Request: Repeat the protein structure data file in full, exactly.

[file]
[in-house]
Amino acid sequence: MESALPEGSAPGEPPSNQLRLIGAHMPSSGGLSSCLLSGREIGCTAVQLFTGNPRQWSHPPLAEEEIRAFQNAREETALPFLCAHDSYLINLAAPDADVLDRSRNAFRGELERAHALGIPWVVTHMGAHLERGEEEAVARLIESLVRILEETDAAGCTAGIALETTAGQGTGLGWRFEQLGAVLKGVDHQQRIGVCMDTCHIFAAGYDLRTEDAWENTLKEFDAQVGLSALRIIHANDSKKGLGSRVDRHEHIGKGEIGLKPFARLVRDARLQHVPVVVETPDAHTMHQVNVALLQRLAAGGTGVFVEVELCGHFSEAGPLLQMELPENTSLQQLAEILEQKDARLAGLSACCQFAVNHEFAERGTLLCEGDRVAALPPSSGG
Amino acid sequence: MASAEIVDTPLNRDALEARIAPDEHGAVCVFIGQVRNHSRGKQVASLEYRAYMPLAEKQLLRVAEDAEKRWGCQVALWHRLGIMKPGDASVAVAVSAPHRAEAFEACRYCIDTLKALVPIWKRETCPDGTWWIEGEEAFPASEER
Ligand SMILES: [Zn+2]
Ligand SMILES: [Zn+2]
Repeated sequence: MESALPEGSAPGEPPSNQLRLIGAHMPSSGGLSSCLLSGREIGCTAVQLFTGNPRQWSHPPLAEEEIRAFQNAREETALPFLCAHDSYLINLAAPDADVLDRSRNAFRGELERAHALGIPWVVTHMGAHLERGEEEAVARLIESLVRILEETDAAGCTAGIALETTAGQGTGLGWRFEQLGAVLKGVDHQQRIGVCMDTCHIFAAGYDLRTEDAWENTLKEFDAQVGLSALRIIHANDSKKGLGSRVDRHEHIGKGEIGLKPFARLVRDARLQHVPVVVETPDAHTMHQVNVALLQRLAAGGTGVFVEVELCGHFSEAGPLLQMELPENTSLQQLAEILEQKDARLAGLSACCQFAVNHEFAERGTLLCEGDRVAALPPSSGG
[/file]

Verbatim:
[in-house]
Amino acid sequence: MESALPEGSAPGEPPSNQLRLIGAHMPSSGGLSSCLLSGREIGCTAVQLFTGNPRQWSHPPLAEEEIRAFQNAREETALPFLCAHDSYLINLAAPDADVLDRSRNAFRGELERAHALGIPWVVTHMGAHLERGEEEAVARLIESLVRILEETDAAGCTAGIALETTAGQGTGLGWRFEQLGAVLKGVDHQQRIGVCMDTCHIFAAGYDLRTEDAWENTLKEFDAQVGLSALRIIHANDSKKGLGSRVDRHEHIGKGEIGLKPFARLVRDARLQHVPVVVETPDAHTMHQVNVALLQRLAAGGTGVFVEVELCGHFSEAGPLLQMELPENTSLQQLAEILEQKDARLAGLSACCQFAVNHEFAERGTLLCEGDRVAALPPSSGG
Amino acid sequence: MASAEIVDTPLNRDALEARIAPDEHGAVCVFIGQVRNHSRGKQVASLEYRAYMPLAEKQLLRVAEDAEKRWGCQVALWHRLGIMKPGDASVAVAVSAPHRAEAFEACRYCIDTLKALVPIWKRETCPDGTWWIEGEEAFPASEER
Ligand SMILES: [Zn+2]
Ligand SMILES: [Zn+2]
Repeated sequence: MESALPEGSAPGEPPSNQLRLIGAHMPSSGGLSSCLLSGREIGCTAVQLFTGNPRQWSHPPLAEEEIRAFQNAREETALPFLCAHDSYLINLAAPDADVLDRSRNAFRGELERAHALGIPWVVTHMGAHLERGEEEAVARLIESLVRILEETDAAGCTAGIALETTAGQGTGLGWRFEQLGAVLKGVDHQQRIGVCMDTCHIFAAGYDLRTEDAWENTLKEFDAQVGLSALRIIHANDSKKGLGSRVDRHEHIGKGEIGLKPFARLVRDARLQHVPVVVETPDAHTMHQVNVALLQRLAAGGTGVFVEVELCGHFSEAGPLLQMELPENTSLQQLAEILEQKDARLAGLSACCQFAVNHEFAERGTLLCEGDRVAALPPSSGG